Philippine retail industry gears up for the future

Chris Schnabel

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Philippine retail industry gears up for the future

LeAnne Jazul

While e-commerce is a force that won't be held back, traditional brick-and-mortar retailers are in the best position to take advantage of that revolution, according to the Philippine Retailers Association

MANILA, Philippines – Get off a bus stop anywhere in the metro and you’re likely to be near a mall.

Indeed so ubiquitous are malls in the country that the top 3 business groups here – SM, the Ayala Group, and JG Summit – have all built their empires on the back of their retail behemoths – SM Supermalls, Ayala Malls, and Robinsons Malls, respectively.

These malls have become such a fixture that they have transcended mere retail and have become part of the culture, even featuring Holy Mass services, as SM Investments Corporation (SMIC) vice chairperson Teresita Sy-Coson pointed out at an Association of Southeast Asian Nations (ASEAN) forum earlier this year.

One may think then that traditional brick-and-mortar retailers’ position as a key node in the consumption-driven economy is unassailable. Like many other industries, however, they are in danger of being supplanted by internet companies in the form of e-commerce.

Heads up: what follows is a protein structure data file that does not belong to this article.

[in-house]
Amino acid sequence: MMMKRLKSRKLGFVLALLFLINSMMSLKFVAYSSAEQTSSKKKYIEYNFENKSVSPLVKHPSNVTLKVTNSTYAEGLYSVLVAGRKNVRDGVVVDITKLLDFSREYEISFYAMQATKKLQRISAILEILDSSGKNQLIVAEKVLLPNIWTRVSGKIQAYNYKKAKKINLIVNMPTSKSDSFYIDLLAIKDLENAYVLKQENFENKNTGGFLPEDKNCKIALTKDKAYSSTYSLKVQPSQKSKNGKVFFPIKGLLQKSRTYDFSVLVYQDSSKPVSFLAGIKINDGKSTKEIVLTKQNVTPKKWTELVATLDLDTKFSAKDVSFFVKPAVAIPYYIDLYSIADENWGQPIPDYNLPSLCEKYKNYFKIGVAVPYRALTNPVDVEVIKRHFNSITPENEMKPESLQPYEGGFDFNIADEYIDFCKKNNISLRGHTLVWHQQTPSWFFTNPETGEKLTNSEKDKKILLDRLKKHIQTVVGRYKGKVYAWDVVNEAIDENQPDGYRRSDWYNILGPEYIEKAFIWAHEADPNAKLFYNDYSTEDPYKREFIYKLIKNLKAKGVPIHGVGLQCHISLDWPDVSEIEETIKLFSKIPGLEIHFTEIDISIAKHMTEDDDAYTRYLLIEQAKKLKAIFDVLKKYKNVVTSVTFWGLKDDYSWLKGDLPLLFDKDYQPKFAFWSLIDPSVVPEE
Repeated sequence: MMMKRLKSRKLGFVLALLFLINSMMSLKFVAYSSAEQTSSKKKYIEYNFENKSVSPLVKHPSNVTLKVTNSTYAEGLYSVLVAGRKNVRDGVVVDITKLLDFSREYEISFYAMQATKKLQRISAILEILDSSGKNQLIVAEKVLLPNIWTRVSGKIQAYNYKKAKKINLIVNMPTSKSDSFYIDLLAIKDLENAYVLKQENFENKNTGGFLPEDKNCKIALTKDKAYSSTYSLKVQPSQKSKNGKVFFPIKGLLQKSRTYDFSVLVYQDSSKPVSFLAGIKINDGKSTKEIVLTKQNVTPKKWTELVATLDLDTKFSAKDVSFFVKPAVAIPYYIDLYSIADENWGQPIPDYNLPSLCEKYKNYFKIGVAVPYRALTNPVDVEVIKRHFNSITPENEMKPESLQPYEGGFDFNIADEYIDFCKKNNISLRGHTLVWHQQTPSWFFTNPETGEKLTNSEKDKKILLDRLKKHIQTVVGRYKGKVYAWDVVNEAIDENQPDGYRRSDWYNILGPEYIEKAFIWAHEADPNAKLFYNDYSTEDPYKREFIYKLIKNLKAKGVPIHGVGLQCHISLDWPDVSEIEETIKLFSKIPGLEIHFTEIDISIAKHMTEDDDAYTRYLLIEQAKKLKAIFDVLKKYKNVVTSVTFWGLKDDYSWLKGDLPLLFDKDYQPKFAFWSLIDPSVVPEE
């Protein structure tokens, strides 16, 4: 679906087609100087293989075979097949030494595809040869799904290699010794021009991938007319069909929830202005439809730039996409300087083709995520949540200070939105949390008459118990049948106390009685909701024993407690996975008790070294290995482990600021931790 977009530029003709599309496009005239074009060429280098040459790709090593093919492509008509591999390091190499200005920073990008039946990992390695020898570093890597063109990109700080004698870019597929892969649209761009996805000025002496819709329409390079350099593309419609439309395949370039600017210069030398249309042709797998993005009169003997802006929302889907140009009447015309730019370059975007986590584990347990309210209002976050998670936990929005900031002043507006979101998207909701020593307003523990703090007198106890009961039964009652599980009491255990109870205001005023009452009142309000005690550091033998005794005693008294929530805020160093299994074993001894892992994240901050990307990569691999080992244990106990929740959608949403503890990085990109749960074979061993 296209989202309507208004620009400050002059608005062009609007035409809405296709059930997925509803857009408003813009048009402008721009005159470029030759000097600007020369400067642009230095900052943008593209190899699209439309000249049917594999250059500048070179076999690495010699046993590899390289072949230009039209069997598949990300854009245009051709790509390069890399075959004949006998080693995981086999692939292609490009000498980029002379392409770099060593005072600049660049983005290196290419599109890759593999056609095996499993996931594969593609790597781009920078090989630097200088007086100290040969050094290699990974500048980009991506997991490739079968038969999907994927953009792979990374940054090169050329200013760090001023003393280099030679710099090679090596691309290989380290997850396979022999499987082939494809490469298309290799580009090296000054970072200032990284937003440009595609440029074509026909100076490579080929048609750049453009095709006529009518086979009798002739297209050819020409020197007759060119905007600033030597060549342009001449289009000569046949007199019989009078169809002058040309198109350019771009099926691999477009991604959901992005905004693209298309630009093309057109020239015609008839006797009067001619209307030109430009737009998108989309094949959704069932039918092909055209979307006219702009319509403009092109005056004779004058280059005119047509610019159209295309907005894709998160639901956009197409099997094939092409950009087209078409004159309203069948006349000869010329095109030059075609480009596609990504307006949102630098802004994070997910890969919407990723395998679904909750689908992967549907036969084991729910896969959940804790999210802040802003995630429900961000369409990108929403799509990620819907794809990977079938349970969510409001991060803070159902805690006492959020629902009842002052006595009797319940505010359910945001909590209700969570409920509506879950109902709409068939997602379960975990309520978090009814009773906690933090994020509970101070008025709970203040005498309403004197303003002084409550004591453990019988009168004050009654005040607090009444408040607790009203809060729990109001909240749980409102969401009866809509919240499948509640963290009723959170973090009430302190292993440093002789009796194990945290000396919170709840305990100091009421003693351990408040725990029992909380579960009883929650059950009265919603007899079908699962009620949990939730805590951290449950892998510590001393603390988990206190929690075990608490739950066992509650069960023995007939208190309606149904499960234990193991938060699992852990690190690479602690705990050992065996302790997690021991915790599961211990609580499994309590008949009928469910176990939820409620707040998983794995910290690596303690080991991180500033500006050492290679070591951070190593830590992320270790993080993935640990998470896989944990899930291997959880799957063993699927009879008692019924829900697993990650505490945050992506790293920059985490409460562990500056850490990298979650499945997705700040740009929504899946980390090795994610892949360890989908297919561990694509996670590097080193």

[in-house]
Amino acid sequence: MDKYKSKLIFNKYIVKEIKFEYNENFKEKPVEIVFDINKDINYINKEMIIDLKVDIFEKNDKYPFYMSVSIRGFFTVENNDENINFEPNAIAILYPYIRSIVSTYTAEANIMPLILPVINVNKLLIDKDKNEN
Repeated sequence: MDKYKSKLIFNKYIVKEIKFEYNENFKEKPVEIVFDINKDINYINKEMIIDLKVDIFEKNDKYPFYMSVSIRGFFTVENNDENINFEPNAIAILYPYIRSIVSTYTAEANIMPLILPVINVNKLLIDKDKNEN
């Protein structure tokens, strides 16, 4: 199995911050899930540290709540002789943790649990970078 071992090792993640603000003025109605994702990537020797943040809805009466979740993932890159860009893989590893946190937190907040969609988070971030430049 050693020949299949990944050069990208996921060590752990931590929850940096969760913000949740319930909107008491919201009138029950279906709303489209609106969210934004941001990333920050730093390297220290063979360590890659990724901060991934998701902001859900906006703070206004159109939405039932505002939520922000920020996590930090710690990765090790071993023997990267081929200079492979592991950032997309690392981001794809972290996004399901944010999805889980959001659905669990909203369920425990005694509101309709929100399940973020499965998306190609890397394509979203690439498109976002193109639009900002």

“In the developed world, the share of e-commerce is still quite small in terms of overall sales, slightly less than 10%,” said Paul Santos, president of the Philippine Retailers Association (PRA), at the Stores Asia Expo 2017. The expo was held from August 10 to 11.

“In the Philippines, it’s no more than 2%. But it’s getting a lot of buzz because it’s starting from a low base, it’s growing, and there’s lot of innovation from that sector,” he added.

That the industry is widely conscious of this threat is evidenced by the theme for this year’s Stores Asia Expo: future-proofing retail. “We want our members to obtain insights into how to conduct their business in the light of the growth of e-commerce,” Santos explained.

It’s just as well since it’s a crucial time for traditional Philippine retailers, with e-commerce giants Alibaba and Amazon looming over the horizon.

Chinese giant Alibaba, now the world’s largest retailer by market capitalization, has entered the Philippines by acquiring dominant local player LazadaAmazon, meanwhile, announced its entry into Southeast Asia, starting with Singapore.

Traditional retailers in a good position

Despite this, Santos pointed out that traditional retailers are still in the best position to take advantage of the growth of e-commerce.

“Shopping has always been a sensory experience. This is what we’ve always been good at. What we want [local retailers] to realize is that if you meld this expertise with the kind of information that people get from e-commerce, where all the information on a product is readily available from price to reviews, then they can do very well,” he explained.

“You see a lot of spending going to virtual reality because e-commerce is trying to recreate the sensory experience that so far has not yet been delivered,” he added.